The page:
Dumitrascu v. Dumitrascu

Decision Date15 September 2021
Docket NumberCivil 21-cv-01813-PAB
PartiesVIOLETA DUMITRASCU, on behalf of A.M.B.D., Plaintiff-Petitioner, v. ALIN DUMITRASCU, Defendant-Respondent.
CourtU.S. District Court — District of Colorado

PHILIP A. BRIMMER, Chief United States District Judge.

This matter is before the Court on the Verified Petition for the Immediate Return of the Minor Child to Romania Pursuant to 22 U.S.C. § 9001, et seq., and the Hague Convention on the Civil Aspects of Child Abduction [Docket No. 1]. The Court held an evidentiary hearing on August 25 2021. Both parties presented testimony and tendered exhibits. The Court has jurisdiction pursuant to 22 U.S.C. § 9003(a) and 28 U.S.C. § 1331.


Petitioner a Romanian citizen, and respondent, a United States citizen met online in 2007 and dated for eight years before marrying in 2015 in Romania. The couple moved to Colorado in 2016, and respondent successfully sponsored petitioner for a green card. While in Colorado, they lived at respondent's mother and step-father's house in Morrison, Colorado. Respondent “worked on a van, ” although it is unclear whether this was a paying job, and petitioner worked at a Chipotle restaurant.

In the late summer or early fall of 2019, petitioner and respondent traveled to Galati, Romania, where their daughter, A.M.B.D., was born on September 4, 2019. See Exh. 3. They chose to give birth in Romania in part because hospital costs for childbirth are free there and may have been unaffordable in Colorado. Petitioner, however, had some form of health insurance in the United States. Petitioner also wanted to give birth in Romania due to disagreements she had with her mother-in-law while in Colorado and in order to be close to her own family members in Romania after the birth. Both petitioner and respondent intended to return to the United States at some point to raise the child. The parties left certain belongings in Colorado, see Exh. C, and discussed returning there after A.M.B.D. was born.

Petitioner, respondent, and A.M.B.D. lived with respondent's father in Romania for ten months after A.M.B.D. was born. Petitioner breast fed A.M.B.D., the parties shared parenting responsibilities equally, and both were involved in her upbringing. Petitioner's family was not happy about petitioner's marriage at this point. Her family did not visit her in the hospital after the baby was born, but did spend holidays and special occasions with A.M.B.D. during the ten months that the child lived in Romania. When A.M.B.D. was five weeks old, petitioner got a job because someone had to earn money and respondent did not want to work in Romania. The family's belongings in Romania include clothing for A.M.B.D., a bicycle, a safe, a washing machine, and a car. Respondent used a credit card to pay expenses in Romania. His mother reimbursed some of these expenses.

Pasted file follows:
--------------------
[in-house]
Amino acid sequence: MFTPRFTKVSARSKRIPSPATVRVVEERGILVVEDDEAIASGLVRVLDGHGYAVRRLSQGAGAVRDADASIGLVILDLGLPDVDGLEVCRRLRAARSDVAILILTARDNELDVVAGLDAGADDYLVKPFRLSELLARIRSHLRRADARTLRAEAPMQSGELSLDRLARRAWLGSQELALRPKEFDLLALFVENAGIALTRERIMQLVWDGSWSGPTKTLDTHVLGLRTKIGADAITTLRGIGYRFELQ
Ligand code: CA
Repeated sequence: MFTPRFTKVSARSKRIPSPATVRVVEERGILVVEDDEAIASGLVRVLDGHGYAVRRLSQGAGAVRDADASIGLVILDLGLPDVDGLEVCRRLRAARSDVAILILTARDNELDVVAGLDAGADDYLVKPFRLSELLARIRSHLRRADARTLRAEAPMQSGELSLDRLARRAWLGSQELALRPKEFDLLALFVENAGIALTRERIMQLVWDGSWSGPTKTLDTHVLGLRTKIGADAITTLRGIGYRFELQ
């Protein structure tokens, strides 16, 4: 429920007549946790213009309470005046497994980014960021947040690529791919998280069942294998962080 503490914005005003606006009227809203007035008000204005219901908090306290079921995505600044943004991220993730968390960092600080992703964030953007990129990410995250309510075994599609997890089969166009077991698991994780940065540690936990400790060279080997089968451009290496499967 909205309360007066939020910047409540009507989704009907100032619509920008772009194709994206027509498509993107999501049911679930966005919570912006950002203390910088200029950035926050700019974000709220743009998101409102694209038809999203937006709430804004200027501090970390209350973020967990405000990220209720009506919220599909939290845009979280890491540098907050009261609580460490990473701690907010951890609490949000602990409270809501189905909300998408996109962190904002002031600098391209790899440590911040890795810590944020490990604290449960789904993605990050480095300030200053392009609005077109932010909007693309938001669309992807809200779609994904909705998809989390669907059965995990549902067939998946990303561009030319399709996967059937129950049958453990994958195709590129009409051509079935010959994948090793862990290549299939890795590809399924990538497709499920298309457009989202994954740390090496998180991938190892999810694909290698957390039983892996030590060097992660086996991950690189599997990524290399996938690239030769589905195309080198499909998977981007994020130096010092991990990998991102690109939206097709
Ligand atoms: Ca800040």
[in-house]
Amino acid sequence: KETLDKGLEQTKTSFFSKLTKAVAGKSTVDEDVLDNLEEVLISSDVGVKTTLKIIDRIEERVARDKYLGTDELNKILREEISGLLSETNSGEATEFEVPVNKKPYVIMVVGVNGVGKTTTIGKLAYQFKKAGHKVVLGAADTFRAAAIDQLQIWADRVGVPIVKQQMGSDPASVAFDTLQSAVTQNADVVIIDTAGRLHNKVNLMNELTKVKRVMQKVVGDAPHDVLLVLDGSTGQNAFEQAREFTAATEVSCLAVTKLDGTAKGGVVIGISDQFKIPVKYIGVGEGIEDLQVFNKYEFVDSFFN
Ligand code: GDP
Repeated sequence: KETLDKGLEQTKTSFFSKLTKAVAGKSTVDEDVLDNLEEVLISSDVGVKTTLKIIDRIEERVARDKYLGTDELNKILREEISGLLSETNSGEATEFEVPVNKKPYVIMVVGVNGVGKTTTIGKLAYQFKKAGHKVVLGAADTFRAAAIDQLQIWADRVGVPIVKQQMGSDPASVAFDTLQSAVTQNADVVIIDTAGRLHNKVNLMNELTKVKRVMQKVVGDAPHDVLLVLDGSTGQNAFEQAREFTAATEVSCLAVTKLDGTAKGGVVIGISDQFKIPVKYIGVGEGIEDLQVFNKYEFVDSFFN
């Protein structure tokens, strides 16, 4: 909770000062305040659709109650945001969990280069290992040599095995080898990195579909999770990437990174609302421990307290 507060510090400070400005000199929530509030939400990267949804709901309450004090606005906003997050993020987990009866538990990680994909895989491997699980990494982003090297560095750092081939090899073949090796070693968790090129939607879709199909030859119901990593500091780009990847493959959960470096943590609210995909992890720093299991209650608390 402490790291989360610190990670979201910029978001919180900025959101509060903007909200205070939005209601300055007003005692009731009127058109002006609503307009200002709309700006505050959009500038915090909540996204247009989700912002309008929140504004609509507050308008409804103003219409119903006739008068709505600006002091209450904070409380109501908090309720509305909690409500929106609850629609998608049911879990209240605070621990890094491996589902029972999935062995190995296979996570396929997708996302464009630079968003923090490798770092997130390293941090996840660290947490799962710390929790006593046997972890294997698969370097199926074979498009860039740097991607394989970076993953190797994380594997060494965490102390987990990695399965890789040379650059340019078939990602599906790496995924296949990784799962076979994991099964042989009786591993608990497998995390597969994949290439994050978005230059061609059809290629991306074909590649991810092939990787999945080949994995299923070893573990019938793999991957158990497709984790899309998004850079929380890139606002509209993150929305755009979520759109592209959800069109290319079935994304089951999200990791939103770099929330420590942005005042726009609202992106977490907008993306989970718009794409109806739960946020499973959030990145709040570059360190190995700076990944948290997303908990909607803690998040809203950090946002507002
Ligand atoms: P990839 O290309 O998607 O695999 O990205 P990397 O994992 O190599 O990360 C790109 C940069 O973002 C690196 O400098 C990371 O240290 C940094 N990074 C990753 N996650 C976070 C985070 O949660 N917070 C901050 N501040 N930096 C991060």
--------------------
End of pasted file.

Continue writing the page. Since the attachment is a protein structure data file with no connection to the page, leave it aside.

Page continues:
While living in Romania, the parties' plan for the future diverged. Not long after A.M.B.D.'s birth, in October or November 2019, while the parties were living in Romania, petitioner's green card expired. In January 2020, the United States denied an extension of her green card.

Respondent believed that he needed to return to Colorado to work on getting his wife a green card and to obtain a Social Security card for A.M.B.D., which would help confirm her U.S. citizenship. Petitioner also believed that it was not possible for her to apply for a green card from Romania. The parties went to the U.S. Embassy in Romania to apply for a U.S. passport for the child. Two weeks later, the child's passport was sent to them. Respondent intended for the family to live in the United States eventually. However, without a green card, petitioner was not sure if the family could live in the United States. Petitioner testified that, had her green card been renewed on time, she may have traveled with respondent back to the United States, but their intentions were not set in stone because her green card had expired, relations with her mother-in-law in Colorado had soured, and petitioner noticed a change in respondent's behavior after their arrival in Romania in that respondent was unwilling to find a job there. Moreover, while petitioner wanted her daughter to be a United States citizen, petitioner did not intend to be separated from A.M.B.D. for any substantial length of time. She therefore made plans for the family to live in Romania. She wanted the couple to apply for the First House program, a Romanian program to assist young families in buying their first home. She applied for the program in March 2020, but respondent was not employed and they could not pay the interest on any loan. Therefore, the application was denied. Moreover, respondent was not interested in the program.